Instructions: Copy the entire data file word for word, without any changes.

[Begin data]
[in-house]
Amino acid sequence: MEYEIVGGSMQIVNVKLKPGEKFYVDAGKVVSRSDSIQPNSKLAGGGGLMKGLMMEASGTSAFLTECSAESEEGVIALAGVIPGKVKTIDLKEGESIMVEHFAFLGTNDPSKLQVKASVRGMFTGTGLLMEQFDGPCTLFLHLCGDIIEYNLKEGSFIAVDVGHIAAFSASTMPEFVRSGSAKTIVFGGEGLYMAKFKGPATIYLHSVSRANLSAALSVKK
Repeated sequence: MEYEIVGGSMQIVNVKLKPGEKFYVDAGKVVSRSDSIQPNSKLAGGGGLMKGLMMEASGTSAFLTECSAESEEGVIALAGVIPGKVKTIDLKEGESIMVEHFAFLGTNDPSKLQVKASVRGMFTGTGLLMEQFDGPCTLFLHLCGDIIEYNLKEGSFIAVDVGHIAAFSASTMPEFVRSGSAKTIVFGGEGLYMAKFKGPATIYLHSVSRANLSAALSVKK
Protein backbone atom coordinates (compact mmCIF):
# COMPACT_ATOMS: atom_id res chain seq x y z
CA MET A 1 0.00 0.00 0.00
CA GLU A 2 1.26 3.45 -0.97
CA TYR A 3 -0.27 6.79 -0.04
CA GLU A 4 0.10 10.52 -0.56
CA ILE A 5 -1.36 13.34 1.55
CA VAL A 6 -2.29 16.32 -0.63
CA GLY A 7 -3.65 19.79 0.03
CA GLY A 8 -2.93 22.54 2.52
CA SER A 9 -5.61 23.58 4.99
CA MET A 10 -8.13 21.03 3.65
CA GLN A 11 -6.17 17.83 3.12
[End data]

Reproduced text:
[in-house]
Amino acid sequence: MEYEIVGGSMQIVNVKLKPGEKFYVDAGKVVSRSDSIQPNSKLAGGGGLMKGLMMEASGTSAFLTECSAESEEGVIALAGVIPGKVKTIDLKEGESIMVEHFAFLGTNDPSKLQVKASVRGMFTGTGLLMEQFDGPCTLFLHLCGDIIEYNLKEGSFIAVDVGHIAAFSASTMPEFVRSGSAKTIVFGGEGLYMAKFKGPATIYLHSVSRANLSAALSVKK
Repeated sequence: MEYEIVGGSMQIVNVKLKPGEKFYVDAGKVVSRSDSIQPNSKLAGGGGLMKGLMMEASGTSAFLTECSAESEEGVIALAGVIPGKVKTIDLKEGESIMVEHFAFLGTNDPSKLQVKASVRGMFTGTGLLMEQFDGPCTLFLHLCGDIIEYNLKEGSFIAVDVGHIAAFSASTMPEFVRSGSAKTIVFGGEGLYMAKFKGPATIYLHSVSRANLSAALSVKK
Protein backbone atom coordinates (compact mmCIF):
# COMPACT_ATOMS: atom_id res chain seq x y z
CA MET A 1 0.00 0.00 0.00
CA GLU A 2 1.26 3.45 -0.97
CA TYR A 3 -0.27 6.79 -0.04
CA GLU A 4 0.10 10.52 -0.56
CA ILE A 5 -1.36 13.34 1.55
CA VAL A 6 -2.29 16.32 -0.63
CA GLY A 7 -3.65 19.79 0.03
CA GLY A 8 -2.93 22.54 2.52
CA SER A 9 -5.61 23.58 4.99
CA MET A 10 -8.13 21.03 3.65
CA GLN A 11 -6.17 17.83 3.12